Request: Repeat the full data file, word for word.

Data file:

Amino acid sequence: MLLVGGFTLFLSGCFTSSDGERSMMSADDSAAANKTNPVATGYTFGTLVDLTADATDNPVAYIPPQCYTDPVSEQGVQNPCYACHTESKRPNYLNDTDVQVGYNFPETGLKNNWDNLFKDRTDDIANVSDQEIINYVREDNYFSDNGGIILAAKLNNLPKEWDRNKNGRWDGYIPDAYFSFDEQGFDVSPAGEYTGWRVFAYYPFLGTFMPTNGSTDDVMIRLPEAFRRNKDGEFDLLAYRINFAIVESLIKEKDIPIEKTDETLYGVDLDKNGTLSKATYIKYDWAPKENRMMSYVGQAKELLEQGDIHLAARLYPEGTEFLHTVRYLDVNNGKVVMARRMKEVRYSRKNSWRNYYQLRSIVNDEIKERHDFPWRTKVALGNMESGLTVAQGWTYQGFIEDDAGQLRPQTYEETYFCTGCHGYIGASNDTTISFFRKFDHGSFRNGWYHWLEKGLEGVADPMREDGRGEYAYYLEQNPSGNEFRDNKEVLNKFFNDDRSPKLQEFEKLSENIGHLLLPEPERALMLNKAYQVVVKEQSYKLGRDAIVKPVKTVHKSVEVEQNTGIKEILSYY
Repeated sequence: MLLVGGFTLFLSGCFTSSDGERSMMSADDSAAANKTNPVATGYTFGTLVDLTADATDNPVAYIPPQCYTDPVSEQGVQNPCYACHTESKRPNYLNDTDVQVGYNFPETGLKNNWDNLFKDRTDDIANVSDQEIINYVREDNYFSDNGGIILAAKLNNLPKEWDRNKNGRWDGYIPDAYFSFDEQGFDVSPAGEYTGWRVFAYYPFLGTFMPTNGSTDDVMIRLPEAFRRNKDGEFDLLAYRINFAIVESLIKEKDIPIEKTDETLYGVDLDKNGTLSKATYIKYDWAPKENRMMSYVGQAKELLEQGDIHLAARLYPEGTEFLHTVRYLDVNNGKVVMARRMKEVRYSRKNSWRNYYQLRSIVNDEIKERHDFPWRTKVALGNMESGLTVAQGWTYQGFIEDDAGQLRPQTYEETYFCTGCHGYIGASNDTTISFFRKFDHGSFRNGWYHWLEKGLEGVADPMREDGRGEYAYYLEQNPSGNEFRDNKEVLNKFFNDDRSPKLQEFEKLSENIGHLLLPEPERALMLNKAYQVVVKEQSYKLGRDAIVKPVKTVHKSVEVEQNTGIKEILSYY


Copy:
Amino acid sequence: MLLVGGFTLFLSGCFTSSDGERSMMSADDSAAANKTNPVATGYTFGTLVDLTADATDNPVAYIPPQCYTDPVSEQGVQNPCYACHTESKRPNYLNDTDVQVGYNFPETGLKNNWDNLFKDRTDDIANVSDQEIINYVREDNYFSDNGGIILAAKLNNLPKEWDRNKNGRWDGYIPDAYFSFDEQGFDVSPAGEYTGWRVFAYYPFLGTFMPTNGSTDDVMIRLPEAFRRNKDGEFDLLAYRINFAIVESLIKEKDIPIEKTDETLYGVDLDKNGTLSKATYIKYDWAPKENRMMSYVGQAKELLEQGDIHLAARLYPEGTEFLHTVRYLDVNNGKVVMARRMKEVRYSRKNSWRNYYQLRSIVNDEIKERHDFPWRTKVALGNMESGLTVAQGWTYQGFIEDDAGQLRPQTYEETYFCTGCHGYIGASNDTTISFFRKFDHGSFRNGWYHWLEKGLEGVADPMREDGRGEYAYYLEQNPSGNEFRDNKEVLNKFFNDDRSPKLQEFEKLSENIGHLLLPEPERALMLNKAYQVVVKEQSYKLGRDAIVKPVKTVHKSVEVEQNTGIKEILSYY
Repeated sequence: MLLVGGFTLFLSGCFTSSDGERSMMSADDSAAANKTNPVATGYTFGTLVDLTADATDNPVAYIPPQCYTDPVSEQGVQNPCYACHTESKRPNYLNDTDVQVGYNFPETGLKNNWDNLFKDRTDDIANVSDQEIINYVREDNYFSDNGGIILAAKLNNLPKEWDRNKNGRWDGYIPDAYFSFDEQGFDVSPAGEYTGWRVFAYYPFLGTFMPTNGSTDDVMIRLPEAFRRNKDGEFDLLAYRINFAIVESLIKEKDIPIEKTDETLYGVDLDKNGTLSKATYIKYDWAPKENRMMSYVGQAKELLEQGDIHLAARLYPEGTEFLHTVRYLDVNNGKVVMARRMKEVRYSRKNSWRNYYQLRSIVNDEIKERHDFPWRTKVALGNMESGLTVAQGWTYQGFIEDDAGQLRPQTYEETYFCTGCHGYIGASNDTTISFFRKFDHGSFRNGWYHWLEKGLEGVADPMREDGRGEYAYYLEQNPSGNEFRDNKEVLNKFFNDDRSPKLQEFEKLSENIGHLLLPEPERALMLNKAYQVVVKEQSYKLGRDAIVKPVKTVHKSVEVEQNTGIKEILSYY